1. Unidad de Biomedicina, Facultad de Estudios Superiores-Iztacala, Universidad Nacional Autónoma de México (UNAM), C. P. 54090 Estado de México, Mexico.
2. Modulo de Instrumentación, Facultad de Estudios Superiores-Iztacala, Universidad Nacional Autónoma de México (UNAM), C. P. 54090 Estado de México, Mexico.
Macrophage migration inhibitory factor (MIF) has been found to be involved in host resistance to several parasitic infections. To determine the mechanisms of the MIF-dependent responses to Trypanosoma cruzi, we investigated host resistance in MIF-/- mice (on the BALB/c background) during an intraperitoneal infection. We focused on the potential involvement of MIF in dendritic cell (DC) maturation and cytokine production. Following a challenge with 5 x 103 T. cruzi parasites, wild type (WT) mice developed a strong IL-12 response and adequate maturation of the draining mesenteric lymph node DCs and were resistant to infection. In contrast, similarly infected MIF-/- mice mounted a weak IL-12 response, displayed immature DCs in the early phases of infection and rapidly succumbed to T. cruzi infection. The lack of maturation and IL-12 production by the DCs in response to total T. cruzi antigen (TcAg) was confirmed by in vitro studies. These effects were reversed following treatment with recombinant MIF. Interestingly, TcAg-stimulated bone marrow-derived DCs from both WT and MIF-/- mice had increased ERK1/2 MAPK phosphorylation. In contrast, p38 phosphorylation was only upregulated in WT DCs. Reconstitution of MIF to MIF-/- DCs upregulated p38 phosphorylation. The MIF-p38 pathway affected MHC-II and CD86 expression as well as IL-12 production. These findings demonstrate that the MIF-induced early DC maturation and IL-12 production mediates resistance to T. cruzi infection, probably by activating the p38 pathway.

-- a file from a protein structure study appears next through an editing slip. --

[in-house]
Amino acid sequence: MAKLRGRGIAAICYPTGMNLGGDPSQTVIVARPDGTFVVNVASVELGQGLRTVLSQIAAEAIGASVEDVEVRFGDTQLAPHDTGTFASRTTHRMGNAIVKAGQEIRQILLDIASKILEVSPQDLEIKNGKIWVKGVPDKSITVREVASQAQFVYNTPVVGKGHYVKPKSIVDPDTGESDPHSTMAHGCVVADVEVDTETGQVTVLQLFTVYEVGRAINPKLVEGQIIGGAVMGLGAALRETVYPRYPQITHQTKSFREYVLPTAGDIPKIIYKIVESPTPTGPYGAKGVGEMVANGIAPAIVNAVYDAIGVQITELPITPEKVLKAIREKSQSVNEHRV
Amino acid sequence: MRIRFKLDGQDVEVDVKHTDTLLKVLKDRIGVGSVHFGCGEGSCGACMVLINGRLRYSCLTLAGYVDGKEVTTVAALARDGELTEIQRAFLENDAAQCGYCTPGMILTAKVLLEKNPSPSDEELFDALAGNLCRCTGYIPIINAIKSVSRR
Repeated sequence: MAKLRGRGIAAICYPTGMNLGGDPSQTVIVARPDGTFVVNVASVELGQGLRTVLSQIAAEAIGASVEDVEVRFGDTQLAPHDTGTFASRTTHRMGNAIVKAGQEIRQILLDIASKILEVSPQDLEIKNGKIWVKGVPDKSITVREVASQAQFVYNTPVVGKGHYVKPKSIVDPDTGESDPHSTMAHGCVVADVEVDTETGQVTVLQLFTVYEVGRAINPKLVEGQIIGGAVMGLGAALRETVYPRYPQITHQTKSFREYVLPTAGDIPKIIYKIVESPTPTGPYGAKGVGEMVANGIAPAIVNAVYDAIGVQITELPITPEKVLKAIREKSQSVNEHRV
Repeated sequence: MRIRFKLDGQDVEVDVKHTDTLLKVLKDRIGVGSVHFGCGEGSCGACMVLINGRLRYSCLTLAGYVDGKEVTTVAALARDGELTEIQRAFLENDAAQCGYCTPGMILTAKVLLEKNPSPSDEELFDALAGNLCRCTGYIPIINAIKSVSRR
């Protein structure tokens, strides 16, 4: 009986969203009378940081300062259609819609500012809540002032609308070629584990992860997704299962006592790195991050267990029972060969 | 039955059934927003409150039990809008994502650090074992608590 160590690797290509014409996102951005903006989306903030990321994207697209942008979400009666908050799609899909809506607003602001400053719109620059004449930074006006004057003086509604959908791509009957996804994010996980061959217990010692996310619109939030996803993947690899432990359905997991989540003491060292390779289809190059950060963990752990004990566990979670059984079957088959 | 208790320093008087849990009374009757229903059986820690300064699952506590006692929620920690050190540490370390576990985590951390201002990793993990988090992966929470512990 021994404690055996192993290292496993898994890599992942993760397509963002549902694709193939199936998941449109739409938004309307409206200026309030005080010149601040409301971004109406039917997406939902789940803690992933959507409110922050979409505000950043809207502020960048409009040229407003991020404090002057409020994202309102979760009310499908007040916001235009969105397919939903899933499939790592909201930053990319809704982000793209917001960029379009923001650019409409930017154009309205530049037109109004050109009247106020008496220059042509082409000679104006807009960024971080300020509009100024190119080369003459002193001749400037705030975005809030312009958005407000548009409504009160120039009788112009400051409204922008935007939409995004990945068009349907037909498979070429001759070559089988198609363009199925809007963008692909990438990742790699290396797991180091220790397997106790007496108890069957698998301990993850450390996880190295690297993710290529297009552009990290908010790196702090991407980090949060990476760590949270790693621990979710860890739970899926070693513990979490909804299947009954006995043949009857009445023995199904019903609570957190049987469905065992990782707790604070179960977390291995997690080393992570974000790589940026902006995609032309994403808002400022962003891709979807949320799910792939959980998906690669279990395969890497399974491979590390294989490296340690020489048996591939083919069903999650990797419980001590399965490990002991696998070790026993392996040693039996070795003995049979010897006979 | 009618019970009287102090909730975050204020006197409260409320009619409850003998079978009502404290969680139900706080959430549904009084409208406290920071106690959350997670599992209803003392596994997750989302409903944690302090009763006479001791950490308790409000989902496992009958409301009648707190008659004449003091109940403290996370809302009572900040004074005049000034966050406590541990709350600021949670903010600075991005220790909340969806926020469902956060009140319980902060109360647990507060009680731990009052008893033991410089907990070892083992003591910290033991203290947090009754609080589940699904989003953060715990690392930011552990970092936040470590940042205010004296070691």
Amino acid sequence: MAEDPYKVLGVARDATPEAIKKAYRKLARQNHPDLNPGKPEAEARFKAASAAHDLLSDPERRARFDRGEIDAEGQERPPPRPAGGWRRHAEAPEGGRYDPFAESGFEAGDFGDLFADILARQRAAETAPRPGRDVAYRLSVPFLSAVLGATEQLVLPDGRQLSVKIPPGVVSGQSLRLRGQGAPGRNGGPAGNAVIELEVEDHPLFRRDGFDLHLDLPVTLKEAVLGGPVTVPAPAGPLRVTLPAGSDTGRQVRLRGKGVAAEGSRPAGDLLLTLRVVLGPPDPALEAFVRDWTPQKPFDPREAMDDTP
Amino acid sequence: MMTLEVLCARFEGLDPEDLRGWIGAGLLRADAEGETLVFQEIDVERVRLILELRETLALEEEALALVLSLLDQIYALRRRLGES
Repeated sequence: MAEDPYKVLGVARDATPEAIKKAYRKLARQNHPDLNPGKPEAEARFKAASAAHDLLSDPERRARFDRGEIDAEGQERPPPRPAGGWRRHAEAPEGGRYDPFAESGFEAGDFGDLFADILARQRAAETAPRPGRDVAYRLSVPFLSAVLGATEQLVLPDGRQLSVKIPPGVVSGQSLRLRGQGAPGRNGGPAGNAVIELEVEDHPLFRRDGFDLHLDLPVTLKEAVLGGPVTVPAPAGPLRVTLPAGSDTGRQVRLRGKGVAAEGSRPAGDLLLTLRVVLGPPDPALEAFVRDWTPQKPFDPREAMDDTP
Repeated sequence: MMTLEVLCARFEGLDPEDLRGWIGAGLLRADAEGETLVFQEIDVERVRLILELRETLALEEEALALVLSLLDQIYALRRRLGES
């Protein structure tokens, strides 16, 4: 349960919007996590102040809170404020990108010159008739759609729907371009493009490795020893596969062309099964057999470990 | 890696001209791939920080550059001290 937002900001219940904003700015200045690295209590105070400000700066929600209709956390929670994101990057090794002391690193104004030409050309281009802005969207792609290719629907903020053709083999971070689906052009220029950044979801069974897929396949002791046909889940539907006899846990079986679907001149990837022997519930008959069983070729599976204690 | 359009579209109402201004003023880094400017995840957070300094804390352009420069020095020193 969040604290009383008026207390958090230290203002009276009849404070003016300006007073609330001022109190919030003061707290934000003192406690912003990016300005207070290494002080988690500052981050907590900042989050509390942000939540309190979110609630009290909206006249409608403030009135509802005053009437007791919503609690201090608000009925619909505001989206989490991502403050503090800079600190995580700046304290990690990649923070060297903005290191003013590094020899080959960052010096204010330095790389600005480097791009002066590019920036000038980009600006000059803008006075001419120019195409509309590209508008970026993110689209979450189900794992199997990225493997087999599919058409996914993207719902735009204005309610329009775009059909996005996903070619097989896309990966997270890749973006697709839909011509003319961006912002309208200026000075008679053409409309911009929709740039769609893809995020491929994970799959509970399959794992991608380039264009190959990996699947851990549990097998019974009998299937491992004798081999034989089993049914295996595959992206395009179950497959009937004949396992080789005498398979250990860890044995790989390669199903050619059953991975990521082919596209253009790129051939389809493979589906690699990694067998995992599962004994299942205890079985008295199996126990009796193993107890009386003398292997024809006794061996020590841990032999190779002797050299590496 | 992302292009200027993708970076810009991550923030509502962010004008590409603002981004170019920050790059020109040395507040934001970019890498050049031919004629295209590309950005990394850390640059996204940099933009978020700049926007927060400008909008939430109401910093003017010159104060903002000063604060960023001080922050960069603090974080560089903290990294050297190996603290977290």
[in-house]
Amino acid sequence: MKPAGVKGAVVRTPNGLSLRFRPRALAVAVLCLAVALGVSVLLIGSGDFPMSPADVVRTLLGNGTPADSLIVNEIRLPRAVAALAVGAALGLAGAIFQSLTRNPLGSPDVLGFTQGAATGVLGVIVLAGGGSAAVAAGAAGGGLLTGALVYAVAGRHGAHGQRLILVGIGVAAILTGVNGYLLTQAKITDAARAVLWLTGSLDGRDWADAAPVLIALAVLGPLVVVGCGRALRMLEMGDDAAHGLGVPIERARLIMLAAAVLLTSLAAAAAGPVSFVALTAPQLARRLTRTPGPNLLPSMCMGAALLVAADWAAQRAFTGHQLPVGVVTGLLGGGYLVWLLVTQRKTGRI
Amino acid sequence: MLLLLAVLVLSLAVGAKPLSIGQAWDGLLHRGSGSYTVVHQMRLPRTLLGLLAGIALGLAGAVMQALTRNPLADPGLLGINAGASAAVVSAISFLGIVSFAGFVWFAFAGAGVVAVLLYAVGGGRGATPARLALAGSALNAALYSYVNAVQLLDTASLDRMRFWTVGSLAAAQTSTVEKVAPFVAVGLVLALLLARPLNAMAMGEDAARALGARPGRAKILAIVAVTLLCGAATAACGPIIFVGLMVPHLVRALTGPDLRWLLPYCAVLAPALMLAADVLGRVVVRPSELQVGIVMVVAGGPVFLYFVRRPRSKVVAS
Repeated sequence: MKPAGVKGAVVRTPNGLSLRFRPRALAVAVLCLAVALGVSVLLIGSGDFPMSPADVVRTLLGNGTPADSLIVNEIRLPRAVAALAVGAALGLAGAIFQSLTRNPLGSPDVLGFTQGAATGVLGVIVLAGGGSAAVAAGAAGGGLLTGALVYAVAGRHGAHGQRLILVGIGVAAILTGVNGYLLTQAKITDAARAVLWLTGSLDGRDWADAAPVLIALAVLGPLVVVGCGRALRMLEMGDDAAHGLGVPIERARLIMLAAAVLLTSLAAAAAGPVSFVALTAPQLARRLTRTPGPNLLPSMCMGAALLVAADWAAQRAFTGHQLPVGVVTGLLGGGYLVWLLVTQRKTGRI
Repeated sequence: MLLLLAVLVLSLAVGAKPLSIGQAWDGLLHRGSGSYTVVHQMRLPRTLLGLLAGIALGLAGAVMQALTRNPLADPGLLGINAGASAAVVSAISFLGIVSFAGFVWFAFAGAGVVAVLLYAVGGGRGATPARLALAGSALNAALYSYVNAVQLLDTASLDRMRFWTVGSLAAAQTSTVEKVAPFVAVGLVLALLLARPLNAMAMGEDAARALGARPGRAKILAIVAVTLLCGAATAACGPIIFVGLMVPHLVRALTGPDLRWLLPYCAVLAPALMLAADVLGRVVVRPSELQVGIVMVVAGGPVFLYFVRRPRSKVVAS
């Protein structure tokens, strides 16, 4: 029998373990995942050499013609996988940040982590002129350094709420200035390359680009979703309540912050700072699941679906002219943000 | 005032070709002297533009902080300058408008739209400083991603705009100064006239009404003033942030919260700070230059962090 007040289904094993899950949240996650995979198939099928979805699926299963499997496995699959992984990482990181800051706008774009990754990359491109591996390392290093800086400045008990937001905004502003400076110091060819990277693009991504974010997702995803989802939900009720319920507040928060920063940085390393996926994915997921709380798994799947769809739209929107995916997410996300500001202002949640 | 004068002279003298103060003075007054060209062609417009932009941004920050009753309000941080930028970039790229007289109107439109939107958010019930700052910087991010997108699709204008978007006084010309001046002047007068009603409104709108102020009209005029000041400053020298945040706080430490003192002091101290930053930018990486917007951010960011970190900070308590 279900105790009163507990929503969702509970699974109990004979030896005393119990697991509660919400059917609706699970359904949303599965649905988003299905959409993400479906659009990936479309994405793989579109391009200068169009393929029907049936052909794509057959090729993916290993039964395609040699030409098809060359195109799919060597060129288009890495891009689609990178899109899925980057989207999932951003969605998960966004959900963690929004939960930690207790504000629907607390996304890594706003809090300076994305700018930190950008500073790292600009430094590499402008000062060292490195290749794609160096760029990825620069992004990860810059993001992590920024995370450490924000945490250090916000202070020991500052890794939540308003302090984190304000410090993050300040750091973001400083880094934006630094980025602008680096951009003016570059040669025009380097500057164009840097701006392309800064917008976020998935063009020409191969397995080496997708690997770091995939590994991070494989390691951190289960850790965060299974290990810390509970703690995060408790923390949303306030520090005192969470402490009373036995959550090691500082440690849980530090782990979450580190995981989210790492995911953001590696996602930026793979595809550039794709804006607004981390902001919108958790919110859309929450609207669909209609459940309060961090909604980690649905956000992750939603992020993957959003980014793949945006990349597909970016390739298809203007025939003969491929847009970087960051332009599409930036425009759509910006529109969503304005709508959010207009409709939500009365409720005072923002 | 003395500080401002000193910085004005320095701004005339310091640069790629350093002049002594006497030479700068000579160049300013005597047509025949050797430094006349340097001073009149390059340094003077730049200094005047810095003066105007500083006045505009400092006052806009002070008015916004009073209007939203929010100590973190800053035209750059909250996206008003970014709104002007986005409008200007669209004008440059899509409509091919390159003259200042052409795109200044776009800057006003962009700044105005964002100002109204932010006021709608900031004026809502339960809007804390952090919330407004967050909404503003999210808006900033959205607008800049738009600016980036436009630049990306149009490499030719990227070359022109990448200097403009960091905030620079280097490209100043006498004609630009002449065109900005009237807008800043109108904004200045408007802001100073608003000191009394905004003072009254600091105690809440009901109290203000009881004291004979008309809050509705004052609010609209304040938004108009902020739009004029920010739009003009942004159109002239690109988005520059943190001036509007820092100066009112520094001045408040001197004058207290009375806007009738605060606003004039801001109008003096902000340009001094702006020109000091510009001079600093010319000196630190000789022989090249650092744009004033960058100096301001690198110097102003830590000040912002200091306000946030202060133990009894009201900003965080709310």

Keywords: Macrophage migration inhibitory factor, Trypanosoma cruzi, macrophages, dendritic cells, p38 MAPK, ERK1/2 MAPK.